Employer Guide to Employment Contract Terms and Conditions

New employee signing contract

by Gemma O’Connor, Services and Operations Manager at Peninsula

A contract of employment can be a tricky HR document for business owners who aren’t familiar with Irish employment laws.

When preparing or updating an employment contract, there are certain key terms and conditions to consider.

In this article, we cover what a contract of employment is, the key terms and conditions to include, and some considerations if you need to make changes to an existing contract.

What is a contract of employment in Ireland?

A contract of employment in Ireland is an agreement between an employer and employee that sets out the essential terms and conditions of the employment relationship.

The type of contract a new starter receives should reflect the details of their role and confirm certain information in writing as required under various Irish employment laws.

The 5 Day Statement

All employers must provide staff with a ‘5 Day Statement’ in writing. This document notifies each new employee within five days of commencing employment of specified core terms of employment.

Under the Transparent and Predictable Working Conditions Regulations (introduced in December 2022), the core terms to be included in the 5 Day Statement are:

  • The full name of the employer and the employee.
  • The address of the employer.
  • The expected duration of the contract in the case of a temporary contract or the end of the contract if it is a fixed-term contract.
  • The rate or method of calculation of the employee’s pay.
  • The number of hours the employer reasonably expects the employee to work per normal working day/week.
  • The duration and conditions relating to a probationary period, if applicable.
  • The place of work or, where there is no fixed or main place of work, a statement specifying that the employee is employed at various places or is free to determine his or her place of work or to work at various places.
  • The title, grade, nature or category of work for which the employee is employed or a brief description of the work.
  • The date of commencement of contract of employment.
  • Any terms and conditions relating to hours of work (including overtime).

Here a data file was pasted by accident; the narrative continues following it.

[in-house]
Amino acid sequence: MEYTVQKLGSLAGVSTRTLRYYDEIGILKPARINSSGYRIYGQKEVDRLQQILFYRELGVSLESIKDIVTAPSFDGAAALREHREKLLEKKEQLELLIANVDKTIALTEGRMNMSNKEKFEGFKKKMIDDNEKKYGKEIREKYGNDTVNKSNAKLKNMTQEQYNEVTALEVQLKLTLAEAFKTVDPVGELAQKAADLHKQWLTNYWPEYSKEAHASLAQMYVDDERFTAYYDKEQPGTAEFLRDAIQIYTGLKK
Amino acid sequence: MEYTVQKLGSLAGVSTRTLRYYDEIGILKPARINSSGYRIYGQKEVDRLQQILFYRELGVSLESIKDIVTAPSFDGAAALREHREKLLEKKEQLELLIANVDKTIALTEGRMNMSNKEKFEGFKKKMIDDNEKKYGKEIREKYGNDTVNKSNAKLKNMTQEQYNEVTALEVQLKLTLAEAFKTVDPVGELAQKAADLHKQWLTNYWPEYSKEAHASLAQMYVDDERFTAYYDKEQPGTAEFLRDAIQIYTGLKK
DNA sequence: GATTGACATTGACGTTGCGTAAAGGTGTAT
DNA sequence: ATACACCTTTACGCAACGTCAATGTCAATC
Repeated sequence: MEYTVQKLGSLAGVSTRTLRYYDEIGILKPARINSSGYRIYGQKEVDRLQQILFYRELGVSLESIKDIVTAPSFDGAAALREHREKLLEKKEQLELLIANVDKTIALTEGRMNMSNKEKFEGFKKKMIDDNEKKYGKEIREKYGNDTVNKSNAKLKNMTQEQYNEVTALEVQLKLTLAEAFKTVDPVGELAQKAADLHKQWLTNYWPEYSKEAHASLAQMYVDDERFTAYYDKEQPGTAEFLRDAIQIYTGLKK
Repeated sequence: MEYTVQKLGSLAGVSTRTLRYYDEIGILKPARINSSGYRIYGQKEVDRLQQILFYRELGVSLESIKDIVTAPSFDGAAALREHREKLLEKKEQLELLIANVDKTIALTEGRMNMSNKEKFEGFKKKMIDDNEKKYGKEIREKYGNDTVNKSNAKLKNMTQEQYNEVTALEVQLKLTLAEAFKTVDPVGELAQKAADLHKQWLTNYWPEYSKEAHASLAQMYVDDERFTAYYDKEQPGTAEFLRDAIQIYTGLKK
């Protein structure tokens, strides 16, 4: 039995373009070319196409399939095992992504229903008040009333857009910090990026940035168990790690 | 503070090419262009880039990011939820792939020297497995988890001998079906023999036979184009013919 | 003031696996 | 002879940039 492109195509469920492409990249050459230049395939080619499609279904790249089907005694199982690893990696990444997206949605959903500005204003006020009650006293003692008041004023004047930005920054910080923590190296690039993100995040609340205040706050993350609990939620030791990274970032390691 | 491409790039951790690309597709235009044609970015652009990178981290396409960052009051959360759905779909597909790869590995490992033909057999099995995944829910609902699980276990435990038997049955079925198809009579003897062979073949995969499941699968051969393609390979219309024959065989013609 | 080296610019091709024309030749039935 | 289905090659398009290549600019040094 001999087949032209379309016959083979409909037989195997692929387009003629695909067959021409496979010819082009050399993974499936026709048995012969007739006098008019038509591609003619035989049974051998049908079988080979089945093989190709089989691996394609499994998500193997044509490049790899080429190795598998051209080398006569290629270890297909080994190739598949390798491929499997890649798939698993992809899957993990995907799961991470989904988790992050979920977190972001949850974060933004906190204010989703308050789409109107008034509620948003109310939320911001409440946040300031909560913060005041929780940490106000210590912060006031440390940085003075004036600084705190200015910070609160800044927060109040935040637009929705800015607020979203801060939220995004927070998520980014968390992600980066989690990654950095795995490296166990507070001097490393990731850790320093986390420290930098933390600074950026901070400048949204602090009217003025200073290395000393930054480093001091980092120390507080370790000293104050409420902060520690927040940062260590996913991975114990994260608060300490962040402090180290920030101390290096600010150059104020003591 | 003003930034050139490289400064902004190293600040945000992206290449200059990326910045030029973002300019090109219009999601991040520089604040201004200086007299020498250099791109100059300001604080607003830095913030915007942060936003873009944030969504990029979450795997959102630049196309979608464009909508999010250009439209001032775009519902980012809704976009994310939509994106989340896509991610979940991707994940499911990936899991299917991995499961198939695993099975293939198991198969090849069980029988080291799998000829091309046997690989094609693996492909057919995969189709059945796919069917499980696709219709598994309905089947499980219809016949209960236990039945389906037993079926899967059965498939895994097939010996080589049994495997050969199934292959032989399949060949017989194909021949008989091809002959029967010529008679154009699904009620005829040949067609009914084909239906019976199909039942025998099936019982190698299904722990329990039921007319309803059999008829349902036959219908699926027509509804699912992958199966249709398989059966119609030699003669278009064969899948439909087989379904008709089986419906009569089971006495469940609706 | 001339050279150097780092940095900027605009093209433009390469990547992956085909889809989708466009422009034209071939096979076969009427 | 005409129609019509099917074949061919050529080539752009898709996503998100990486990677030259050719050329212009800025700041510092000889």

Once the 5 Day Statement has been issued, employers are required to provide full written terms of employment in line with the Terms of Employment (Information) Act 1994 within one month of commencement of employment.

What are the essential elements of an employment contract?

Three types of contractual terms tend to make up a contract of employment. We explore them in more detail below:

Express terms

The express terms of an employment contract are those that are drawn to the attention of the employee. These can be written into the contract or communicated to the employee verbally.

Implied terms

Other terms of an employment contract may be implied into the employment relationship through custom and practice. They haven’t been put in writing or communicated to the employee but it is so obvious to both parties from custom and practice that it doesn’t need to be specified in writing.

Statutory terms

Some terms are inserted into a contract of employment through statute.

For instance, if a payment of wage clause sets out a rate below the national minimum wage rate, the clause in the contract will be rendered void and the national minimum wage rate will apply.

How can I update an employment contract?

Unless a change you want to make to an employment contract is required by legislative updates, administrative provisions, or collective agreements referred to in the contract, you will need to ask the employee for their agreement to any proposed changes and get their confirmation in writing.

If the change applies to either an express or implied term and you don’t seek the employee’s consent, the question becomes one of reasonableness. To confirm a change, it must be reasonable for you to make the change and reasonable for the employee to accept it.

You may have a variation clause in your contract permitting you to make certain unilateral changes to a contract. Even in these circumstances, it may be possible for an employee to refuse to agree to a change if it would be unreasonable for them to accept it.